Amazing alleys of Amsterdam

Amazing alleys of Amsterdam

When in Amsterdam, there is nothing more 'Dutch' that one can do than to opt for the few free things one can participate in the city! And the Sandeman free walking tours are truly worth the two and half hours of sheer cardio that you are made to indulge in as you tread down the different alleys and experience the heady mix that is Amsterdam in a whole new way.

Bas, our tour guide who is a proud Dutch, provided the right mix of the old and the new, of the political and the archaic, of food and history, of people and traits. From the 17th century canals to the unravelling of the tolerant Dutch demeanour with their cannabis coffee shops to the bylanes of the Red Light District, the walking tour sure helps the onlooker experience the vibe of the city in a really short time.  

Our walking group consisted of a mixed group of people from across the world! The first stop was at the Dam Square, the Royal Palace which is now undergoing some renovation followed by the New Church and the national monument that honours the victims of World War II. We briefly looked at the small reminders of World War II and spotted the names of the victims of Auschwitz. The brisk pace soon settled into a nice stroll and soon we were on the most picturesque part of Amsterdam's Singel Canal and gazed upon the bust of Eduard Douwes Dekker aka Multatuli, one of Holland's great writers. We were soon given a brief bio of the writer who famously denounced the exploitative nature of Dutch rule in Indonesia in the early 19th century.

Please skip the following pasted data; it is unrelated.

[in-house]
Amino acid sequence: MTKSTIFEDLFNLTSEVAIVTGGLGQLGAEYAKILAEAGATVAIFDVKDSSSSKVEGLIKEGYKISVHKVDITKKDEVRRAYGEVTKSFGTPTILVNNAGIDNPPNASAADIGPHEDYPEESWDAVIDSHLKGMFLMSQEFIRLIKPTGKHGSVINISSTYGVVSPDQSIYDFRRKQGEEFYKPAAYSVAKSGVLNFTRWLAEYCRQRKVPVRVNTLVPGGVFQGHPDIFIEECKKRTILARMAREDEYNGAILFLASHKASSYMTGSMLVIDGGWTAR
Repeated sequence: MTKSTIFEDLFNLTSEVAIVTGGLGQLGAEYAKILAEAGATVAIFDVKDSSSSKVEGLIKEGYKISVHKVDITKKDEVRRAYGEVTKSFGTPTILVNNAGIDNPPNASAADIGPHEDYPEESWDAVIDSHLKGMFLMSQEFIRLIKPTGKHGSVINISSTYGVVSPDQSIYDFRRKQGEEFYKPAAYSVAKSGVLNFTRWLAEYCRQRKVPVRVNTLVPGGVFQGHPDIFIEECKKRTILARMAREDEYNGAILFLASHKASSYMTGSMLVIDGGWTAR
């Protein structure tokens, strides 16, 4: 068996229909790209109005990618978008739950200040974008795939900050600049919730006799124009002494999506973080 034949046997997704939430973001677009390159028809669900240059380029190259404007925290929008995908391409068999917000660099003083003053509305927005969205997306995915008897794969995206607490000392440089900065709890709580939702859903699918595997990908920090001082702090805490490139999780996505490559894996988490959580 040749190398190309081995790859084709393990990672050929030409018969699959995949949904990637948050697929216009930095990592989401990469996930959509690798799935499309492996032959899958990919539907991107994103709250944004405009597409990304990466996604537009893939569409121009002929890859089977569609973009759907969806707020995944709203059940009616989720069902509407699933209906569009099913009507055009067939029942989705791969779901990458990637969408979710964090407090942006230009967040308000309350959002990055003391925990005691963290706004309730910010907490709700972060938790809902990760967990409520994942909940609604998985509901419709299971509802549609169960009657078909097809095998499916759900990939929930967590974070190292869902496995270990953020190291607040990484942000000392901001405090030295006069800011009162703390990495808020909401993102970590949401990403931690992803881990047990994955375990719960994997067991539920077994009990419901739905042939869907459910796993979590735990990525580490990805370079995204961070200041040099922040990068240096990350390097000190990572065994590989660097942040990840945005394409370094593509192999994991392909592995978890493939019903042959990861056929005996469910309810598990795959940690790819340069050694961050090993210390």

The group came with all kinds of answers to Bas' question on why the administration has to have an annual clearing system for the canal and Bas' reply surprised us, the canal supposedly is the biggest dumping ground of the city's most loved mode of transport "the humble bicycle".

It seems one may not drown in the canal, if one accidentally falls in but can be grievously injured because of the hundreds of cycles that lie in the canal depths! We were also cautioned that we had more chances of being run down by a cyclist in Amsterdam than a motorcar because the city is literally taken over by cyclists. That of course came as no surprise to all of us because the city's elaborate network of dedicated cycle paths are testimony to the pains the administration has gone to make it a cycle-friendly space and obviously the citizens love the ride!  

At an innocuous turn during the walk, we ventured upon the Begijnhof Chapel that surfaces in one of the city alleys and soon transports you to the good old days. We also chanced upon the house where the great artist Rembrandt lived and worked for 20 years. Further down, we spot the serpentine queue that announces the path to the Anne Frank House, the place where the young girl went into hiding and penned her thoughts into the now world famous diary.

A short pit stop at a cheese store and we tasted the different varieties of cheese and sat by the canal belt at a cafe and looked around enjoying the sights and sounds of the bustling touristy city that is Amsterdam.

As the walking tour came to an end, we were requested to tip our tour guide and given the beautiful tour we all experienced, Bas was rewarded quite well by the group. So if you are in Amsterdam and you love to tread the different route, I'd definitely recommend the free walking tour!

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